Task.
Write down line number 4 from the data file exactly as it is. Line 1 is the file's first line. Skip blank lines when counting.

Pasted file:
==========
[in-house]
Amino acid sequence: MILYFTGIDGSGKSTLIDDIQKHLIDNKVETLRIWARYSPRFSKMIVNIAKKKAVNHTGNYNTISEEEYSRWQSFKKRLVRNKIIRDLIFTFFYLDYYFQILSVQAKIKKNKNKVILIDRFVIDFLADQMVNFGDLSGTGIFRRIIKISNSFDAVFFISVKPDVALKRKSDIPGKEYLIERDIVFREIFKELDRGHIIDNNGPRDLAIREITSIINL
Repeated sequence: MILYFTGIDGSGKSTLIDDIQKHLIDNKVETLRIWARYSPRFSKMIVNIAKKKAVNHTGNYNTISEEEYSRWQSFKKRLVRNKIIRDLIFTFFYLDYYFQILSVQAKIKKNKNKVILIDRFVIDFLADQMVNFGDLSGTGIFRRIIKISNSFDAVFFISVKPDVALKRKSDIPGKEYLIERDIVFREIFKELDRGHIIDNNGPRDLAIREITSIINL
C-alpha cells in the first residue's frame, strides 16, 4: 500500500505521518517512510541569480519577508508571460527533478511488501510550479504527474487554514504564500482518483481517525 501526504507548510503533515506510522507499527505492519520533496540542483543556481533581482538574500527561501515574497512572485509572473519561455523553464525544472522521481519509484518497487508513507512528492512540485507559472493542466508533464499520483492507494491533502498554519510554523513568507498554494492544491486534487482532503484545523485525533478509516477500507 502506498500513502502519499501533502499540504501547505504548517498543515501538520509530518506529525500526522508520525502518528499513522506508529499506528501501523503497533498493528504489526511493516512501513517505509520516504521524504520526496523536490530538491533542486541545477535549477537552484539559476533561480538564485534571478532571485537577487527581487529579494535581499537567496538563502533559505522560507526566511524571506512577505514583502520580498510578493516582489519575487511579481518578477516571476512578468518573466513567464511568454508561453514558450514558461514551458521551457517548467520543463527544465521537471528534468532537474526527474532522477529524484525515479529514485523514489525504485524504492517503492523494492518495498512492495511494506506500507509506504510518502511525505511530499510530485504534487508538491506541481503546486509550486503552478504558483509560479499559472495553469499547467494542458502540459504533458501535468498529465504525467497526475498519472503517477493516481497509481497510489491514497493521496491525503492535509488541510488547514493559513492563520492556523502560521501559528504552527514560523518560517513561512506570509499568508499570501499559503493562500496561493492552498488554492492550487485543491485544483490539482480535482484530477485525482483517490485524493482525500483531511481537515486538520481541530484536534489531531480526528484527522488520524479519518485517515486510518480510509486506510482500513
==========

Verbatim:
C-alpha cells in the first residue's frame, strides 16, 4: 500500500505521518517512510541569480519577508508571460527533478511488501510550479504527474487554514504564500482518483481517525 501526504507548510503533515506510522507499527505492519520533496540542483543556481533581482538574500527561501515574497512572485509572473519561455523553464525544472522521481519509484518497487508513507512528492512540485507559472493542466508533464499520483492507494491533502498554519510554523513568507498554494492544491486534487482532503484545523485525533478509516477500507 502506498500513502502519499501533502499540504501547505504548517498543515501538520509530518506529525500526522508520525502518528499513522506508529499506528501501523503497533498493528504489526511493516512501513517505509520516504521524504520526496523536490530538491533542486541545477535549477537552484539559476533561480538564485534571478532571485537577487527581487529579494535581499537567496538563502533559505522560507526566511524571506512577505514583502520580498510578493516582489519575487511579481518578477516571476512578468518573466513567464511568454508561453514558450514558461514551458521551457517548467520543463527544465521537471528534468532537474526527474532522477529524484525515479529514485523514489525504485524504492517503492523494492518495498512492495511494506506500507509506504510518502511525505511530499510530485504534487508538491506541481503546486509550486503552478504558483509560479499559472495553469499547467494542458502540459504533458501535468498529465504525467497526475498519472503517477493516481497509481497510489491514497493521496491525503492535509488541510488547514493559513492563520492556523502560521501559528504552527514560523518560517513561512506570509499568508499570501499559503493562500496561493492552498488554492492550487485543491485544483490539482480535482484530477485525482483517490485524493482525500483531511481537515486538520481541530484536534489531531480526528484527522488520524479519518485517515486510518480510509486506510482500513